There was the time it decalared that "Women are not people." The other time they declared "Indians are not people," (leaving aside that First Nations people are not from India, still pretty offensive) and that corporations, including cigarette companies, should have "freedom of speech" in advertising.
This one though, takes the cake.
The Supreme Court of Canada has declared that Police have the right to demand the identity of any journalistic source, and that protecting confidentiality is a crime.
So, in Canada, a Watergate investigation would be illegal (and impossible). Investigations of criminal activity, poltical corruption and, I suspect, judicial corruption and incompetence, are now just about done with.
Here's the story, spoiled for length. Make my blood boil:
Ottawa — Globe and Mail Update Published on Friday, May. 07, 2010 9:50AM EDT Last updated on Friday, May. 07, 2010 10:27AM EDT
The Supreme Court of Canada slammed the door shut today on a concerted attempt by the press to establish a right to protect confidential sources.
In an 8-1 ruling, the court said that in an age of blogging and Twittering, the media are too amorphous to enjoy such a right and too ungovernable to exercise it properly.
“The bottom line is that no journalist can give a source a total assurance of confidentiality,” the majority said.
“All such arrangements necessarily carry an element of risk that the source’s identity will eventually be revealed.”
Mr. Justice Ian Binnie said it was a “simplistic proposition” to suggest that a journalist should be able to decide on his or her own whether to grant blanket immunity to a source.
To grant blanket immunity “would blow a giant hole in law enforcement and other constitutionally recognized values such as privacy.”
The ruling means that the National Post and reporter Andrew McIntosh may now have to hand over an envelope sent by a confidential source, assuming police still wish to learn the source’s identity.
The court recognized that many vital public issues have been enhanced by investigative reporting and that confidential sources in these sort of cases will very possibly win court approval in future for confidentiality arrangements.
In a dissenting view, Madam Justice Rosalie Abella agreed that there should be no blanket privilege but concluded that The Post should not have to hand over the envelope.
Peter Jacobsen, a lawyer for The Globe and Mail, told reporters that while the case is a blow to the press, it should not be seen as eliminating any possibility of protecting confidential sources in important cases where journalists act responsibly. He said that he retains considerable hope that The Globe will succeed in another case the Supreme Court is now considering, in which a Globe reporter who broke the federal sponsorship scandal has been ordered to divulge the identity of sources in a civil lawsuit.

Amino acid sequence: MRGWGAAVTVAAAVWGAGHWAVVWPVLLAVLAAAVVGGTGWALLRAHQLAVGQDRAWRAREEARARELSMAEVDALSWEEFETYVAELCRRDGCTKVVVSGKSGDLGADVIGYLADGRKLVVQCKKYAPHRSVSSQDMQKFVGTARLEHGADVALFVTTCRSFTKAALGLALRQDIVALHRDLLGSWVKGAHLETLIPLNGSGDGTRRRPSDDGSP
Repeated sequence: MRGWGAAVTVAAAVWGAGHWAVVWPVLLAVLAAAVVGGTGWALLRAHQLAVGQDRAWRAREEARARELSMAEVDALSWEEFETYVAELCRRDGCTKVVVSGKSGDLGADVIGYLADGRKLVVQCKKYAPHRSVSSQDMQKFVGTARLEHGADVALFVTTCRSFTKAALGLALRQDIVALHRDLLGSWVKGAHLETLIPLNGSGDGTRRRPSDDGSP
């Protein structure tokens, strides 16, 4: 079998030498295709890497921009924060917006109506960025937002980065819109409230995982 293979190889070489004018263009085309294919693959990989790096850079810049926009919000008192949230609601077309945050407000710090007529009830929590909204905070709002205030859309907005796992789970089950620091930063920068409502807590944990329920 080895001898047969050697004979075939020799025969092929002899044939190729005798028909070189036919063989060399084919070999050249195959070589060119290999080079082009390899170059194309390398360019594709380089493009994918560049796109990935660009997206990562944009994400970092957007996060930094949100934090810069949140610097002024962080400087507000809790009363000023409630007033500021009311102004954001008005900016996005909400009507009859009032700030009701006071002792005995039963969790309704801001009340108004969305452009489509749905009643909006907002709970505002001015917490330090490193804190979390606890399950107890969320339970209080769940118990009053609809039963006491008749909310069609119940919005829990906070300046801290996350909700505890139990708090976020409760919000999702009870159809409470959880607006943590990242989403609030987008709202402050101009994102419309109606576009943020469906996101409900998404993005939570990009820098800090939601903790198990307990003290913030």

The saga began when Mr. McIntosh received a brown paper envelope in 2001 containing a leaked document that appeared to expose a major political scandal surrounding then-Prime Minister Jean Chrétien.
However, police believe that the document was forged.
Rather than bringing down a government, a police quest to determine the identity of the sender spawned a landmark case involving press rights.
The case was seized upon by media lawyers as a golden opportunity to attach constitutional protection to the right of a journalist to protect confidential sources.
They warned the Court against turning editors into an investigative arm of the police and smothering the sort of enterprising journalism that protects the public good.
However, the court heard strenuous objections from the federal government and six provinces, who maintained that giving blanket protection to journalists will open the door to abuse.
“The fact that a promise is made or that documents are given in the context of ‘investigative journalism’ does not automatically bestow constitutional protection on the promise or the documents,” a federal brief argued.
Had the document Mr. McIntosh received been authentic, it could have unravelled the so-called “Shawinigate” scandal, involving the role that Mr. Chrétien may have played in loans made to a country inn and golf course in his Quebec riding.
The document purported to show that the owner of the golf club owed money to Mr. Chrétien's holding company, and that he planned to repay it with a loan from the Business Development Bank of Canada.
Media lawyers argued that regardless of the source’s authenticity, source confidentiality is a serious undertaking that is now strongly protected in most U.S. states and Commonwealth countries.
“A journalist's credibility would be seriously damaged in the eyes of both sources and the public at large if the journalist were to be conscripted into becoming an investigative arm of the state,” a brief on behalf of the Globe and Mail stated.
Mr. McIntosh has always stressed that he believes that his source sent him the document in good faith.
However, police want to track down whoever created or sent it, possibly through obtaining a saliva sample from the stamp.
In a trial ruling, Ontario Superior Court Judge Mary Lou Benotto initially quashed the police warrant as being an unreasonable restriction on freedom of expression.
The Ontario Court of Appeal later reversed her ruling and ordered the Post to hand over the document in the interests of allowing the police to do their job.
Link: http://www.theglobeandmail.com/news/nat ... cle1560097
Note that even though there may be cause to seek identity in this case (on the basis that fraud nullifies all contracts), there is no possibility of protecting legit sources or of setting up a vetting process for seperating wheat from the chaff.